- Nausea and vomiting
- Partial loss of vision
- Impaired communication skills and motor functions
- Aggravation of headache with physical activity
Causes of Migraine
While the exact causes of migraines are not fully understood, researchers believe they involve a combination of genetic, neurological, and environmental factors. Risk factors include stress, fatigue, hormonal changes, certain foods (such as those high in tyramine, nitrates, or glutamate), alcohol, lack of sleep, weather changes, and other factors. Diagnosis of migraines can be based on symptoms and a thorough medical examination. Additional tests such as CT scans or MRIs of the brain may be needed to confirm the diagnosis.
Treatment of Migraine
There are various over-the-counter analgesics and triptans available to alleviate the symptoms of migraines. Another increasingly popular treatment is the Anti-CGRP (calcitonin gene-related peptide) therapy, specifically developed for preventing migraine attacks. It can reduce the frequency of attacks by up to half, shorten the duration of migraines, and alleviate their intensity. Additionally, dietary supplements like Migraine Stop have been developed in collaboration with the 1st Faculty of Medicine of Charles University and their research institution called "Biocev." Migraine Stop combines standardized herbal extracts, including Baikal skullcap and feverfew, with B-vitamins to promote relaxation and support the normal function of the nervous system. Long-term use is typically required to observe significant results.
Alternative Approaches for Migraine Management
In addition to medication, certain alternative therapies can be beneficial in managing migraines. These include acupuncture, appropriate dietary supplements, massages, and meditation. Lifestyle changes, such as maintaining regular sleep patterns, following a healthy diet, staying adequately hydrated, and engaging in regular physical activity, can also contribute to migraine prevention and relief.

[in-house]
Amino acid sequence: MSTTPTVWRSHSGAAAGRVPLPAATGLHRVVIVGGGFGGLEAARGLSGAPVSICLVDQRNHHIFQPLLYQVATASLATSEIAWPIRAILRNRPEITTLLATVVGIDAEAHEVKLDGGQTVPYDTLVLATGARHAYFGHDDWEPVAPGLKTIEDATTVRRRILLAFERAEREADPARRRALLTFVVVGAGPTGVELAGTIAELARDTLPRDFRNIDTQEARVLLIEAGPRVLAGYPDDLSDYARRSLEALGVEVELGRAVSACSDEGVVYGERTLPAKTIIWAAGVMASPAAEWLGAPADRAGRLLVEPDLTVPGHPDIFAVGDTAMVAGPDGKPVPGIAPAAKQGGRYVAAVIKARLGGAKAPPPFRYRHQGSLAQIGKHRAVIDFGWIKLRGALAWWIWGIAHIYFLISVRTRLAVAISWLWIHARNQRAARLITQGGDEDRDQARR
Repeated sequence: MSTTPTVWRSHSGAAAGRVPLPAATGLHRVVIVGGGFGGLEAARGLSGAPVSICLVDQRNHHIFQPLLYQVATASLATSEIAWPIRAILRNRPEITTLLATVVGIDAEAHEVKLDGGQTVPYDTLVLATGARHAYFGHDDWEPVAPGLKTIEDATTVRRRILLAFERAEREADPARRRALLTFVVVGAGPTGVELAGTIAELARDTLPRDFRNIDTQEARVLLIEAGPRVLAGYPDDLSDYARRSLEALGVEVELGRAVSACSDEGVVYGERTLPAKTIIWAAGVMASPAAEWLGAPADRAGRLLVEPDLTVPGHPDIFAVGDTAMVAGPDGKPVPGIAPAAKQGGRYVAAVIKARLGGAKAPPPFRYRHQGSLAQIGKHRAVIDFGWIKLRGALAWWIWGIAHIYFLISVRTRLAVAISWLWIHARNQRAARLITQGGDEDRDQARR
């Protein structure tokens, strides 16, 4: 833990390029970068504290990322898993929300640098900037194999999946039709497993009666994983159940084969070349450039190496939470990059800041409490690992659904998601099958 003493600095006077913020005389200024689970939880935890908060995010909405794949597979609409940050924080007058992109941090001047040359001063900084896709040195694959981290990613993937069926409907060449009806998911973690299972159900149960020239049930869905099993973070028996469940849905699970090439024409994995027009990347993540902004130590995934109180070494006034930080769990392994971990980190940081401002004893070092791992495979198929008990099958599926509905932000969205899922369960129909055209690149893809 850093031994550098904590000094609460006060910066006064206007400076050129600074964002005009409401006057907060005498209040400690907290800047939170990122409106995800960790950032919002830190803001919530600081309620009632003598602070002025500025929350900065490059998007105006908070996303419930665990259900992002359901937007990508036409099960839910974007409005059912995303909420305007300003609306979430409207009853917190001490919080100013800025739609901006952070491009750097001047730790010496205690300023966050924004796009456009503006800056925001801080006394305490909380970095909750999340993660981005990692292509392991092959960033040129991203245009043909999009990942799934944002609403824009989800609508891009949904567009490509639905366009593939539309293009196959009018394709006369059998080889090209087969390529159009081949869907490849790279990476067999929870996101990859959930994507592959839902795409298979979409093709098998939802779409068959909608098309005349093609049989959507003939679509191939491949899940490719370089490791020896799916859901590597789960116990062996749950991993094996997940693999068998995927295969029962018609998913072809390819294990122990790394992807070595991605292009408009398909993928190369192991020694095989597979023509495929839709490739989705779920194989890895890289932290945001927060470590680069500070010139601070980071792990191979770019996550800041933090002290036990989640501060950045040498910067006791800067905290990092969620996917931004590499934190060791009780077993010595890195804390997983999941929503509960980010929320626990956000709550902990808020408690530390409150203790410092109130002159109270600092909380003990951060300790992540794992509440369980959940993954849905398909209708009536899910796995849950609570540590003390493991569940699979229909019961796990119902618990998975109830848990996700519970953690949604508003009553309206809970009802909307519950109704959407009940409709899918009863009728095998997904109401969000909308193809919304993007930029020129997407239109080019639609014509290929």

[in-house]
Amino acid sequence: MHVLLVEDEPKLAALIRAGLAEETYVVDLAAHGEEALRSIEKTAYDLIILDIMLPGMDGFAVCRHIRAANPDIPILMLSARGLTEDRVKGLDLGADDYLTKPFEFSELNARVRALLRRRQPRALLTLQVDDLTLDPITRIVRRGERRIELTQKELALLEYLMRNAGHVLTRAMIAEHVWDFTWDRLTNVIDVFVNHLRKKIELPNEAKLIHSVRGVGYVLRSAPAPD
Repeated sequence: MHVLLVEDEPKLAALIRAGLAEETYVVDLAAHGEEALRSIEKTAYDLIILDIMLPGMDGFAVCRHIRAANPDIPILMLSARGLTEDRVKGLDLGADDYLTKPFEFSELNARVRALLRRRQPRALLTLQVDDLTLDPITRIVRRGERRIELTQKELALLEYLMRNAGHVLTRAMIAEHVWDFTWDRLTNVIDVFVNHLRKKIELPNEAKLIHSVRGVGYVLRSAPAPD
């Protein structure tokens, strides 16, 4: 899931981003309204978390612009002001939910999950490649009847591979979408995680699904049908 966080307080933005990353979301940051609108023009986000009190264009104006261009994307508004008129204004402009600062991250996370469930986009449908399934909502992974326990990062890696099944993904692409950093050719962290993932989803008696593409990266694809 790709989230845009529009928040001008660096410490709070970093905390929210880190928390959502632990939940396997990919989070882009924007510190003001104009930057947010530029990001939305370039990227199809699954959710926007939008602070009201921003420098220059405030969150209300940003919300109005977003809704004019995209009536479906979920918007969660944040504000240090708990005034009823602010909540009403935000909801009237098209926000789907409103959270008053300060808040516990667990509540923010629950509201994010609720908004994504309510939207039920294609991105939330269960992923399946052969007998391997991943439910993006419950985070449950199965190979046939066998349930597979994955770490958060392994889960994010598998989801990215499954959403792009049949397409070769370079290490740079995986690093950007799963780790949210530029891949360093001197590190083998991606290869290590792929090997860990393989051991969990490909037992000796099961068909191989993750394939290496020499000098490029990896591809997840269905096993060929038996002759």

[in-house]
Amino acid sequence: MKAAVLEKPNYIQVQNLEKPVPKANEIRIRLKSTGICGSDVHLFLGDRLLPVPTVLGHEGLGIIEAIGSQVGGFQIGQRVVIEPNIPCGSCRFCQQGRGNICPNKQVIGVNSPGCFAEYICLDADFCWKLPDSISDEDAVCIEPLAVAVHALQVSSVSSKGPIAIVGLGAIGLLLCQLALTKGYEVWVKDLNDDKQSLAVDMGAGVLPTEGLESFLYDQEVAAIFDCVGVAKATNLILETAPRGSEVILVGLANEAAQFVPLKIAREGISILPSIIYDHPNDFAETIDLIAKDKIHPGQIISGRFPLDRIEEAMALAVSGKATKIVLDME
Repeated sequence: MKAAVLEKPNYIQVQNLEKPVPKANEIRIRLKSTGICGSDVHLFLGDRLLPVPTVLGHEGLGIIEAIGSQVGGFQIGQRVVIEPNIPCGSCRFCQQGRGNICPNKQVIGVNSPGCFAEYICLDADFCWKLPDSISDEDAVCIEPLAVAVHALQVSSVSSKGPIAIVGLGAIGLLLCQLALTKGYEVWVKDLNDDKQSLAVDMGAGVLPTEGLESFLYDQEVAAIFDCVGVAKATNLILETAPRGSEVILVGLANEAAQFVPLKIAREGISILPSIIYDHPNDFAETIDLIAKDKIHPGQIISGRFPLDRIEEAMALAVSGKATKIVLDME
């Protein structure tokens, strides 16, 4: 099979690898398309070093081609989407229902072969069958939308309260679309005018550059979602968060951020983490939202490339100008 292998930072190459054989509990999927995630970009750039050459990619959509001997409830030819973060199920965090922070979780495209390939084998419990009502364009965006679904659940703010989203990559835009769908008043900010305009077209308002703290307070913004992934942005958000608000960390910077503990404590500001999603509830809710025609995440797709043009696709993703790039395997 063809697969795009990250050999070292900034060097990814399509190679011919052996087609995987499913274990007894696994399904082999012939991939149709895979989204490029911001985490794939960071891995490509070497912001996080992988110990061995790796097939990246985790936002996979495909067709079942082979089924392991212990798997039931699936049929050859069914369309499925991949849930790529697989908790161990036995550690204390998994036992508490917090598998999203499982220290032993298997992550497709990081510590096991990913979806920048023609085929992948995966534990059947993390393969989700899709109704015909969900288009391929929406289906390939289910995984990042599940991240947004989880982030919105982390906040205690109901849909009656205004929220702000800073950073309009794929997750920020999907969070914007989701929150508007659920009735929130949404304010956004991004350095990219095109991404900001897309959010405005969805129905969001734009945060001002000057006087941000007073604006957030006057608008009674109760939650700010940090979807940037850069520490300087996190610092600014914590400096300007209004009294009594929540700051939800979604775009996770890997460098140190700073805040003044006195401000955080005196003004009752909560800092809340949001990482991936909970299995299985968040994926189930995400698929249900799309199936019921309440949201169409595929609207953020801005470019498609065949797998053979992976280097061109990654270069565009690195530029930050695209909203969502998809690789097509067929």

Understanding the Difference Between Migraines and Headaches
Regular headaches can have various causes, such as stress, fatigue, lack of sleep, tension, low blood pressure, dehydration, weather changes, or the consumption of alcohol or caffeine. Headaches typically have a diffuse nature and are not localized to one side of the head. Furthermore, they usually do not exhibit additional symptoms commonly associated with migraines, such as sensitivity to light, sound, or smells, nausea, or aggravation with physical activity. Regular headaches typically subside within a few hours or days and are less severe compared to migraines.
Migraine, on the other hand, manifests as intense, pulsating pain on one side of the head. It is accompanied by sensitivity to light, sound, or smells, nausea, vomiting, and worsens with physical activity. Migraines can occur multiple times per month and last for hours to several days. Migraine is not just a regular headache but a chronic condition that significantly impairs the quality of life.
By understanding the symptoms, causes, and treatment options, individuals can better manage migraines and improve their overall well-being.
Note: The information provided in this article is for educational purposes only and should not replace medical advice. If you experience migraines or severe headaches, consult a healthcare professional for proper diagnosis and guidance.
FAQ - Frequently Asked Questions
What is tension headache?
Tension headache is the most common type of headache characterized by mild to moderate pain in the head area, often described as a feeling of tightness or pressure.
What causes forehead headache?
Forehead headaches can have various causes, including muscle tension, migraine, sinusitis, inflammation of the frontal sinuses, various infections, and some neurological disorders.
What causes temple headache?
Temple headaches can be caused by muscle tension, migraines, trigeminal neuralgia, temporomandibular joint (TMJ) inflammation, and cervicogenic headaches.
What causes daily headaches?
Daily headaches can be caused by many factors, such as muscle tension, stress, anxiety, dehydration, unhealthy diet, lack of sleep, or some neurological disorders.
What are the causes of occipital headache?